These researchers stated that it may be more accurate to describe the varying pathways towards the development of neuropathy as a network that causes a self-perpetuating cycle of inflammation, oxidative stress and disruption of the normal function of cells. They postulated that, even in the absence of overt diabetes, other aspects of metabolic syndrome can be sufficient to cause neuropathy. The next challenge will be to discover how improving characteristics of metabolic syndrome might lead to effectively preventing neuropathy or limiting its progression. (6)
Recently, in 2021, another review updated the benefits of a whole-food, plant-based diet for neuropathy. Such a diet improves the ability of endothelial cells to produce nitric oxide, a natural chemical that promotes better blood flow through blood vessels. Plant-sourced foods also lower the viscosity of the blood. In addition, eating plants reduces the presence of persistent organic pollutants (POPs) since the exposure of humans to POPs is through the consumption of fat from animal-derived foods such as fish, dairy products and meat. The accumulation of POPs in body tissues has been shown to be a major factor in the development of Type-2 diabetes. All these factors lower the risk of neuropathy in diabetic patients and, in those already suffering from diabetic neuropathy, transitioning to a plant-based diet can result in significant improvement of neuropathic pain. Furthermore, the researchers reaffirmed that a plant-based diet has only beneficial side effects such as the prevention of common comorbidities like dyslipidemia, coronary artery disease, rheumatoid arthritis, fibromyalgia and inflammatory bowel syndrome. In addition, a plant-based diet is very cost effective. (7)
The research on food as it relates to neuropathy is overwhelmingly focused on diabetic neuropathy. Whether or not the benefits of a healthy diet that are being seen in diabetics with neuropathy will also translate to neuropathies stemming from other causes remains to be seen. In the meantime, there are no adverse effects of eating a whole-food plant-based diet and, with neuropathy being so difficult to treat, a decision to consume a trial diet consisting of all plant-sourced foods for a few months certainly makes sense. A vegetarian dietary pattern composed overwhelmingly of plants (with the consumption of meat, poultry or fish kept to less than once a month) has also been linked to lower incidence of metabolic syndrome, a condition that is now known to be associated with higher risk of neuropathy (8).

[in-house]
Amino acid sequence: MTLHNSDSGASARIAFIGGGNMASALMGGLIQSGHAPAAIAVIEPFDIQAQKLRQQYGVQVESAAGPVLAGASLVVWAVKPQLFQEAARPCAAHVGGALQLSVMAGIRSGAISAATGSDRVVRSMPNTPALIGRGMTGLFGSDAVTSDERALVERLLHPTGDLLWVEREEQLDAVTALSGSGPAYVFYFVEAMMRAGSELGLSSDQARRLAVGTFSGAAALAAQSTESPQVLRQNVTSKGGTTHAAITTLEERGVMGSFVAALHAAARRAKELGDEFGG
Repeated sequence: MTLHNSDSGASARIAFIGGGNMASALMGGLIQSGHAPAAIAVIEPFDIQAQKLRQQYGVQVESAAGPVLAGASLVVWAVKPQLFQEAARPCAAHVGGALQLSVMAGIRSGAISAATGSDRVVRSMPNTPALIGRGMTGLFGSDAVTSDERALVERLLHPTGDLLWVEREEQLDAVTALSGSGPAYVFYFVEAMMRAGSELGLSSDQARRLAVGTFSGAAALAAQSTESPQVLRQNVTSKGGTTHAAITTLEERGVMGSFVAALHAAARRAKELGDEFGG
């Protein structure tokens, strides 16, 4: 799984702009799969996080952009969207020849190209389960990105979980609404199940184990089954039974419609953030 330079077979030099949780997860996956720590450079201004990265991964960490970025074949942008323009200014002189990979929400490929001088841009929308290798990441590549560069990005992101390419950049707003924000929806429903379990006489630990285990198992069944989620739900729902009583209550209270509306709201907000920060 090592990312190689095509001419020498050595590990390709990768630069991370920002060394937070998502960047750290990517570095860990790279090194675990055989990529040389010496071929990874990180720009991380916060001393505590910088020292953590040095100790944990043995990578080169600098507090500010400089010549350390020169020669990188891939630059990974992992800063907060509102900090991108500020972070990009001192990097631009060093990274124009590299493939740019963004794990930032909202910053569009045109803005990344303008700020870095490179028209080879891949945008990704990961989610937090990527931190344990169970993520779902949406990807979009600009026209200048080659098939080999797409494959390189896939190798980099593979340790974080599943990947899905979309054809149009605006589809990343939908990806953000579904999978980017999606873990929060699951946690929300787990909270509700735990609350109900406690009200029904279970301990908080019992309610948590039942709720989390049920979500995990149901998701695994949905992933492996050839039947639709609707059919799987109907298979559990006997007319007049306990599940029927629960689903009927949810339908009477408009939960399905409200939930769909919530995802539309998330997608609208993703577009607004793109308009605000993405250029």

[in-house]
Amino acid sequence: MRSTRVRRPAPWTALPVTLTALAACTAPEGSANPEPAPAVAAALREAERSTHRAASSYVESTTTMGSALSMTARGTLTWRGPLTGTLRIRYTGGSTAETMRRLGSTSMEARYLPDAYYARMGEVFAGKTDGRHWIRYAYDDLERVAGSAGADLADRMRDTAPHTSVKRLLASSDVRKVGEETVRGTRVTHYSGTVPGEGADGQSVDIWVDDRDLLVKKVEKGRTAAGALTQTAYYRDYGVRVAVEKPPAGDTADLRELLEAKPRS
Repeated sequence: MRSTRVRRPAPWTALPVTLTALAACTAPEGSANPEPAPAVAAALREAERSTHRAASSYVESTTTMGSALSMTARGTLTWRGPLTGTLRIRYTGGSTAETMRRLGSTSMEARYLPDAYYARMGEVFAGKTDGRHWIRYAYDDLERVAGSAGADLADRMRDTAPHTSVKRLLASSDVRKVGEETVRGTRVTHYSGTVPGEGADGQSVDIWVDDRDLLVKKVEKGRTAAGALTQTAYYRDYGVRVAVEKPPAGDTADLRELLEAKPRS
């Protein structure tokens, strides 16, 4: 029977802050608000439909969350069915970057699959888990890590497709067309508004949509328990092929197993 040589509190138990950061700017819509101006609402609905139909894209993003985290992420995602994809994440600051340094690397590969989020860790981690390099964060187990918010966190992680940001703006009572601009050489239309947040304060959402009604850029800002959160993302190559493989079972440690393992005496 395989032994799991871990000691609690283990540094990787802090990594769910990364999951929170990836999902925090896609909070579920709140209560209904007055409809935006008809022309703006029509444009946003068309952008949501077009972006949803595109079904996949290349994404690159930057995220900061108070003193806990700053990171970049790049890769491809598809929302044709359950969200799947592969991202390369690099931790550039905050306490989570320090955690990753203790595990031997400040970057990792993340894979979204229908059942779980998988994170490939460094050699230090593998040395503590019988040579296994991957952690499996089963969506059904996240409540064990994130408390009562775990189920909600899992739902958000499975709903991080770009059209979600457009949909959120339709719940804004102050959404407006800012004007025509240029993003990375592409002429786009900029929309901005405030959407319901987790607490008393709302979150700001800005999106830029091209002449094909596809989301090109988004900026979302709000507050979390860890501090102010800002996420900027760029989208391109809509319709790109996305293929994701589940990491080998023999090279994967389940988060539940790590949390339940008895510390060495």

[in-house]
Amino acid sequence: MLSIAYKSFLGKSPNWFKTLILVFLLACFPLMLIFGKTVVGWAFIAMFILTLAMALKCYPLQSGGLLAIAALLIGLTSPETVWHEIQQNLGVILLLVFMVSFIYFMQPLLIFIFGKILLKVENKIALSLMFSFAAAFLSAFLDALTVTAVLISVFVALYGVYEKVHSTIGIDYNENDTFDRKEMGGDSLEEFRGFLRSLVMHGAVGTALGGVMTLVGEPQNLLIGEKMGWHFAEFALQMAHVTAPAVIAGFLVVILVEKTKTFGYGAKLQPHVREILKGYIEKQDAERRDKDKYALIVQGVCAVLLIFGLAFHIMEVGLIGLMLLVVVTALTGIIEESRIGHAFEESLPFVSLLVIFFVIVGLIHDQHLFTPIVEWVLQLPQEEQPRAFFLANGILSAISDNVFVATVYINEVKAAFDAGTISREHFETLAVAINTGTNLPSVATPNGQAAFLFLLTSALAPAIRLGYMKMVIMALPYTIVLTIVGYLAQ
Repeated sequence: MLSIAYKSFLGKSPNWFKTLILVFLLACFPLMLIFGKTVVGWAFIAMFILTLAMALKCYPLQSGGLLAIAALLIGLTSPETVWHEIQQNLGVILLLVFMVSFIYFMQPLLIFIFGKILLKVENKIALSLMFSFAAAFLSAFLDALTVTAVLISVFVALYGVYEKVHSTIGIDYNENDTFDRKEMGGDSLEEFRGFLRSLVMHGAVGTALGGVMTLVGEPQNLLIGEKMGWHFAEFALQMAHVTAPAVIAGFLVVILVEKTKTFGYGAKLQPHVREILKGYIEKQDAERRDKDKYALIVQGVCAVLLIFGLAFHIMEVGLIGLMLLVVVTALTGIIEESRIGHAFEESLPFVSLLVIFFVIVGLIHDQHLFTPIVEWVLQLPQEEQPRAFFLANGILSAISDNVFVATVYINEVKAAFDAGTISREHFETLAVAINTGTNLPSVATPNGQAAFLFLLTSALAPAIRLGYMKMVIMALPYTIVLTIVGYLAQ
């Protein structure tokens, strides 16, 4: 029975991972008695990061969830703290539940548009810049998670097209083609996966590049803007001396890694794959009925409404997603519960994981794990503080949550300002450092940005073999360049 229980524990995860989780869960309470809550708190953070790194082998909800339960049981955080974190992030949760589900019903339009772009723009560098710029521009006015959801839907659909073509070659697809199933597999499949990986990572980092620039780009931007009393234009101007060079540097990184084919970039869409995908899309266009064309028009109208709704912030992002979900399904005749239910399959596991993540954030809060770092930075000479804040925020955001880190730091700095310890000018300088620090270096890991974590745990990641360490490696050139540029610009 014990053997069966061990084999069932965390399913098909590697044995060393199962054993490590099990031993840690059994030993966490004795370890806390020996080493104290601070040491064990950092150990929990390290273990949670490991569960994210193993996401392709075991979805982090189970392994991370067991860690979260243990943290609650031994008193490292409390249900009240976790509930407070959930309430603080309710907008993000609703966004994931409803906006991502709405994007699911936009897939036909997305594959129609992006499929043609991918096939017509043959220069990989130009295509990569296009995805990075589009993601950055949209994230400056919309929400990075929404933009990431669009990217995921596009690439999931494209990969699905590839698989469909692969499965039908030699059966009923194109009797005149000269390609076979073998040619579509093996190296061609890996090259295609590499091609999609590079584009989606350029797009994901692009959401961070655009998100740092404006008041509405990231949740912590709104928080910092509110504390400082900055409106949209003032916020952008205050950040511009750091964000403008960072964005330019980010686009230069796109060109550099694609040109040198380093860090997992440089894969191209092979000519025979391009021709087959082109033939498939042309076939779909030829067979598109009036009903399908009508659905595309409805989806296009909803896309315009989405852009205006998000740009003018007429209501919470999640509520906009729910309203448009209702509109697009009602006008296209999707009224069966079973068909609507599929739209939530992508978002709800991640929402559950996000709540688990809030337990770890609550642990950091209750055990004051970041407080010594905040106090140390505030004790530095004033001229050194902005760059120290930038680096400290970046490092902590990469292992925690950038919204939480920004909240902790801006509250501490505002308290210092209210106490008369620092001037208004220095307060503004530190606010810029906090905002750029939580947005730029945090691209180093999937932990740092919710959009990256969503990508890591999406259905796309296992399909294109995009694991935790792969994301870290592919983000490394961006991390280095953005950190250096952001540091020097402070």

If you’re experiencing symptoms of neuropathy, consider this.
There is a positive choice available to you that may make all the difference in your enjoyment of life.
Taking one simple step can relieve neuropathy by …
…increasing blood flow in small blood vessels through increasing the production of nitric oxide within the blood vessels and lowering the thickness of the blood
… lessening the risk of metabolic syndrome
… reducing the amount of harmful POPs in the diet.
Eat plant-sourced foods (vegetables, fruits, legumes, whole grains, nuts, seeds).
Do not eat animal-sourced foods (meat, poultry, seafood, dairy).
1 McCarty, M.F. Favorable impact of a vegan diet with exercise on hemorheology: implications for control of diabetic neuropathy. Med Hypotheses. 2002 Jun;58(6):476-86. Doi: 10.1054/mehy.2001.1456. PMID: 12323113.
4 Crane, MG., Sample, C. Regression of Diabetic Neuropathy with Total Vegetarian (Vegan) Diet. Journal of Nutritional Medicine; 4(4); 1994.
5 Storz, M.A., Küster, O. Plant-based diets and diabetic neuropathy: A systematic review. Lifestyle Med. 2020; 1:e6. https://doi.org/10.1002/lim2.6.
6 Callaghan, B.C., Cheng, H.T., Stables, C.L., Smith, A.L., Feldman, E.L. Diabetic neuropathy: clinical manifestations and current treatments. Lancet Neurol. 2012 Jun;11(6):521-34. Doi: 10.1016/S1474-4422(12)70065-0. Epub 2012 May 16. PMID: 22608666; PMCID: PMC4254767.
7 Rose, S. and Strombom A. Preventing and Treating Diabetic Peripheral Neuropathy with a Plant-Based Diet. Journal of Neurology and Neurosurgery. March 2021. 15(1). Doi: 10.19080/OAJNN2020.15.555901
8 Rizzo, N.S., Sabaté, J., Jaceldo-Siegl, K., Fraser, G.E. Vegetarian dietary patterns are associated with a lower risk of metabolic syndrome: the Adventist health study 2. Diabetes Care. 2011 May;34(5):1225-7. Doi: 10.2337/dc10-1221. Epub 2011 Mar 16. PMID: 21411506; PMCID: PMC3114510.